US1926849A - Electric control system for power boats - Google Patents

Electric control system for power boats Download PDF

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Publication number
US1926849A
US1926849A US517878A US51787831A US1926849A US 1926849 A US1926849 A US 1926849A US 517878 A US517878 A US 517878A US 51787831 A US51787831 A US 51787831A US 1926849 A US1926849 A US 1926849A
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engine
generator
contacts
motor
battery
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US517878A
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Gray Edward
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Edward Gray Engineer Inc
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    • HELECTRICITY
    • H02GENERATION; CONVERSION OR DISTRIBUTION OF ELECTRIC POWER
    • H02PCONTROL OR REGULATION OF ELECTRIC MOTORS, ELECTRIC GENERATORS OR DYNAMO-ELECTRIC CONVERTERS; CONTROLLING TRANSFORMERS, REACTORS OR CHOKE COILS
    • H02P9/00Arrangements for controlling electric generators for the purpose of obtaining a desired output
    • YGENERAL TAGGING OF NEW TECHNOLOGICAL DEVELOPMENTS; GENERAL TAGGING OF CROSS-SECTIONAL TECHNOLOGIES SPANNING OVER SEVERAL SECTIONS OF THE IPC; TECHNICAL SUBJECTS COVERED BY FORMER USPC CROSS-REFERENCE ART COLLECTIONS [XRACs] AND DIGESTS
    • Y10TECHNICAL SUBJECTS COVERED BY FORMER USPC
    • Y10STECHNICAL SUBJECTS COVERED BY FORMER USPC CROSS-REFERENCE ART COLLECTIONS [XRACs] AND DIGESTS
    • Y10S320/00Electricity: battery or capacitor charging or discharging
    • Y10S320/34Robot, hybrid, recreational or emergency vehicle

Description

Sept. 12, 1933. E. GRAY ELECTRIC CONTROL SYSTEM FOR POWER BOATS ATTORN Y8 Patented Sept. 12, 1933 PATENT OFFICE un-"M ELECTRIC CONTROL SYSTEM FOR rowan OATS Edward Gray, Detroit, Mich., assignor to Edward Gray, Engineer, Inc., ration of Michigan Detroit, Mich., a corpo- Application February 24, 1931. Serial No. 517,878

1 Claim.

The present invention pertains to a novel electrical control system for power boats, particularly those driven by an internal combustion engine.

The principal object of the invention is to provide such a system wherein the engine may be initially turned over by a motor-generator which later operates as a generator when the propeller shaft attains a predetermined speed. Another object is to assure the direction in which the engine starts, inasmuch as it is known that two-cycle engines often start oppositely to the intended direction, thus causing collisions especially in close quarters. Moreover, the system according to this invention enables the vessel to be propelled by the motor-generator alone, for example when it is desired to run at lower speeds than permitted by the engine or when the engine is disabled. In the use of the motor-generator alone as the source of power, the battery for running the same may be charged by means of an auxiliary engine driving another generator. The latter system also is used for charging the battery when current is being consumed while the motorgenerator is not in'operation, as in lighting, heating or cooking aboard the craft while at anchor.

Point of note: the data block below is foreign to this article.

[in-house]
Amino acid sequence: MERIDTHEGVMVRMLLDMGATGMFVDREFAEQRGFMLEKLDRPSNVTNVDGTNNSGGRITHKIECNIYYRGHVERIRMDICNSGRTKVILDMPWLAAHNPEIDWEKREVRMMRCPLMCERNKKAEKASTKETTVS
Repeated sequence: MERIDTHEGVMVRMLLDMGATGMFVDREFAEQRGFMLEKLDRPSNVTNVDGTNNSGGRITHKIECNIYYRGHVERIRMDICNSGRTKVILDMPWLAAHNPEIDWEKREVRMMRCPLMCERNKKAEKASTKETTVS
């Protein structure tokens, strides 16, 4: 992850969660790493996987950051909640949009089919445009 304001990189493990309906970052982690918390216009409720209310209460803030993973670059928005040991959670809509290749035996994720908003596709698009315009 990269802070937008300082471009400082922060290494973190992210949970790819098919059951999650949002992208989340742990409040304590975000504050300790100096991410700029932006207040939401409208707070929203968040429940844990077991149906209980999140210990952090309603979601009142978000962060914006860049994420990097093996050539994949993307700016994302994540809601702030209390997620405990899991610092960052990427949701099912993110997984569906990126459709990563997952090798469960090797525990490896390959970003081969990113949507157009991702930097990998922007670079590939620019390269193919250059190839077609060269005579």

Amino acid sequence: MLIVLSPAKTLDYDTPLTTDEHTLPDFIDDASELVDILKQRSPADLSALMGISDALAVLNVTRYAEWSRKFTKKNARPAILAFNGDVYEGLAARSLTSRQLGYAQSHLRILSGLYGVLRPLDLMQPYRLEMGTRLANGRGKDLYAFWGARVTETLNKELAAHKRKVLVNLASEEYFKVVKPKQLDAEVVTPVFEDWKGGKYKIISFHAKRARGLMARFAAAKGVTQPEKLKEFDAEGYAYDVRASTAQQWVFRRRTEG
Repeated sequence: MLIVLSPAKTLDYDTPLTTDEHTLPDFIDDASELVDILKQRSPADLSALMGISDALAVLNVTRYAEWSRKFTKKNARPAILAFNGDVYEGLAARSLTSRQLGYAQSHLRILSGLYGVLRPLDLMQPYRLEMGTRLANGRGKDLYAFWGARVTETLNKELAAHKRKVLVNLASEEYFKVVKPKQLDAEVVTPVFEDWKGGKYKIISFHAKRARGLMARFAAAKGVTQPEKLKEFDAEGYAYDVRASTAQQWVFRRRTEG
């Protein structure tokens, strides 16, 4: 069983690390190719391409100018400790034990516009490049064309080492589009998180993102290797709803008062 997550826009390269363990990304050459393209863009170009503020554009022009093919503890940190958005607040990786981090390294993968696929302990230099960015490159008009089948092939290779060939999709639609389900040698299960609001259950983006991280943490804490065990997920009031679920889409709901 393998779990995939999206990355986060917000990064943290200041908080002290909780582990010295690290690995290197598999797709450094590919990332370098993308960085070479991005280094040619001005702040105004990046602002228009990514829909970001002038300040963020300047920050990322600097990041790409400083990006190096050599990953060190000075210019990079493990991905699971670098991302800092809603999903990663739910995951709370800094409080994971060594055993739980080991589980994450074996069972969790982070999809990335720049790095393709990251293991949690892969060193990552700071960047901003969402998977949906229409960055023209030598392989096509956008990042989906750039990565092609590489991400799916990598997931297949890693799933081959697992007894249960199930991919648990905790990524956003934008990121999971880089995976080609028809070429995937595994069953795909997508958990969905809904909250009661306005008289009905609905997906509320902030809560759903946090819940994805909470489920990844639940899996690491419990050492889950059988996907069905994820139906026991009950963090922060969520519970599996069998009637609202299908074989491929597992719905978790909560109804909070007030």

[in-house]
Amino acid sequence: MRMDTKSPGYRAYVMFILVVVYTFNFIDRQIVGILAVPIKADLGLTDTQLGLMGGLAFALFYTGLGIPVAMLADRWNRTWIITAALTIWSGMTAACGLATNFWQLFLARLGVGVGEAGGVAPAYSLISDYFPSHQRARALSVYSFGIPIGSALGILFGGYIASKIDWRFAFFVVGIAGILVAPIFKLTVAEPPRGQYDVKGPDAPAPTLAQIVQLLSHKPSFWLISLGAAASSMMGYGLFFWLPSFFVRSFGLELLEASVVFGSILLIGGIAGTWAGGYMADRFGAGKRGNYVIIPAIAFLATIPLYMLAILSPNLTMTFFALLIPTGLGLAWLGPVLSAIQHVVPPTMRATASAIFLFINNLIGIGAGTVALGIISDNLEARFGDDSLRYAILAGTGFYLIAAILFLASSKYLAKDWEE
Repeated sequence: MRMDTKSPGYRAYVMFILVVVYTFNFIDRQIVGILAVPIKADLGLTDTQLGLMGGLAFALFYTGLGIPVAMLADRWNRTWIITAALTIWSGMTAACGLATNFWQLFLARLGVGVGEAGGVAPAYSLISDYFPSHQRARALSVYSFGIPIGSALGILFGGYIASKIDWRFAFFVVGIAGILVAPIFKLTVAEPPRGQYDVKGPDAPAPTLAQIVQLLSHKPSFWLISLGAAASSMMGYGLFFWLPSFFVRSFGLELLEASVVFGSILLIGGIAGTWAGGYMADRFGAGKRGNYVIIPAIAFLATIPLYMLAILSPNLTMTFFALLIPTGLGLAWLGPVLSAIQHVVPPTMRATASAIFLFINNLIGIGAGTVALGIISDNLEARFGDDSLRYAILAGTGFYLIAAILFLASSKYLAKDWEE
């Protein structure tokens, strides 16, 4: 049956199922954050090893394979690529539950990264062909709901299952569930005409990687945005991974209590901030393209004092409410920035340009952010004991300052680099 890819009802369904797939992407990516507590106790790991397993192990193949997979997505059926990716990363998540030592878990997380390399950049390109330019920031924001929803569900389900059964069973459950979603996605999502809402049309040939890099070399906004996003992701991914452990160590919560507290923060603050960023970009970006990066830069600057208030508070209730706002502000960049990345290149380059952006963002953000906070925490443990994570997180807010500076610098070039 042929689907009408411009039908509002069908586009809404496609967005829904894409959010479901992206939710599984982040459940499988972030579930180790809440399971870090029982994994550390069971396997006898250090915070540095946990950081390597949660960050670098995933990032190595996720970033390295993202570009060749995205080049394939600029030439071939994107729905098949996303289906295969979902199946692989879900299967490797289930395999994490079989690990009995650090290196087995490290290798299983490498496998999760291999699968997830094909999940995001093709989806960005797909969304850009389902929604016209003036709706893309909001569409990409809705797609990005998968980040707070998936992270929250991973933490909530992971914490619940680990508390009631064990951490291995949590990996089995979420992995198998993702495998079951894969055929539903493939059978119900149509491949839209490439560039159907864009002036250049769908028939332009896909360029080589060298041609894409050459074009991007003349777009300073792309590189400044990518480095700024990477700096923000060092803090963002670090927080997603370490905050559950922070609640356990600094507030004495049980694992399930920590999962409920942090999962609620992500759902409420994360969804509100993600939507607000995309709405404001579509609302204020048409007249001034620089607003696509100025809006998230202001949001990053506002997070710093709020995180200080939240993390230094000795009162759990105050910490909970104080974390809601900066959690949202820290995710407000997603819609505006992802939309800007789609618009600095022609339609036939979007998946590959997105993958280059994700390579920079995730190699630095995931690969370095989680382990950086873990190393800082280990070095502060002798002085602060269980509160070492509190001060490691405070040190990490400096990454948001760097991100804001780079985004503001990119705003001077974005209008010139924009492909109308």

The invention is fully disclosed by way of example in the following description and in the accompanying drawing, in which- Figure 1 is a plan view of a power boat equipped with a control system according to the invention; and

Fig. 2 is a wiring diagram.

Reference to these views will now be made by use of like characters which are employed to designate corresponding parts throughout. In Figure 1 is shown a power boat indicated generally by the numeral 1 and adapted to be driven normally by an internal combustion engine 2 such as a Diesel engine. A propeller shaft 3 extends from the engine in the usual manner and carries a propeller 4 at the stern end. A reversible motor-generator 5 is also operable on the shaft 3, and a clutch 6 is inserted in the shaft between the engine and the motor-generator. A suitable linkage 7 for operating the clutch extends therefrom to the pilot house 8.

A battery of cells 9 is provided for driving the motor-generator to start the engine. A control for this apparatus is mounted in the pilot house and includes a series of fixed contacts 10 connected to various points of a starting resistance 11. The rotary element of the control includes two stepped contacts 12 and 13 at opposite sides of the fixed contacts 10. The control is actuated by means of a pivoted handle 14. When the handle is turned, the movable contacts turn in the opposite direction because of the pivotal mounting of the handle, as indicated in Figure 2. The contacts 12 and 13 are symmetrical with respect to the line drawn therebetween, and both operate in like manner in cutting out the starting resistance 11 progressively, regardless of the direction in which the handle 14 is turned. One of the end contacts 10 is joined by a conductor 15 to the positive terminal of the battery 9.

In the controller are also embodied four additienal fixed contacts 16, 17, 18 and 19. The contact 16 is connected by a line 20 to the remaining end conductor 10. The intermediate conductors 17 and 13 are connected respectively to the ends of a field 21 for the motor-generator 5. One of the terminals of the generatoris connected by a line 22to the negative terminal of the battery 9, and the other side of the generator is joined by a conductor 23 to the fixed contact 19.

The rotary element of the controller carries a pair of contacts 24 and 25 in line with the member 12. The contact 24 is adapted to bridge the fixed contacts 16 and 17, and the contact 25 to bridge the fixed contacts 18 and 19 when the handle 14 is pulled forward to drive the engine forward. In fact, the contacts 24 and 25 are in this position when the controller is in neutral, but at this time the circuit is broken at the starting resistance 11; but the length of the contacts 24 and 25 is such that they remain in engagement with the fixed contacts while the controller is being brought to full forward driving position. With the contact 12 bridging any or all of the fixed contacts 10, a circuit is formed from the positive side of the battery 9, through conductor 15, contacts 10 and 12, conductor 20, contacts 16, 24 and 1'7 to the field 21, thence through contacts 18, 25 and 19 to one of the terminals of the motor-generator 5, and from the remaining terminal thereof to the negative side of the battery 9.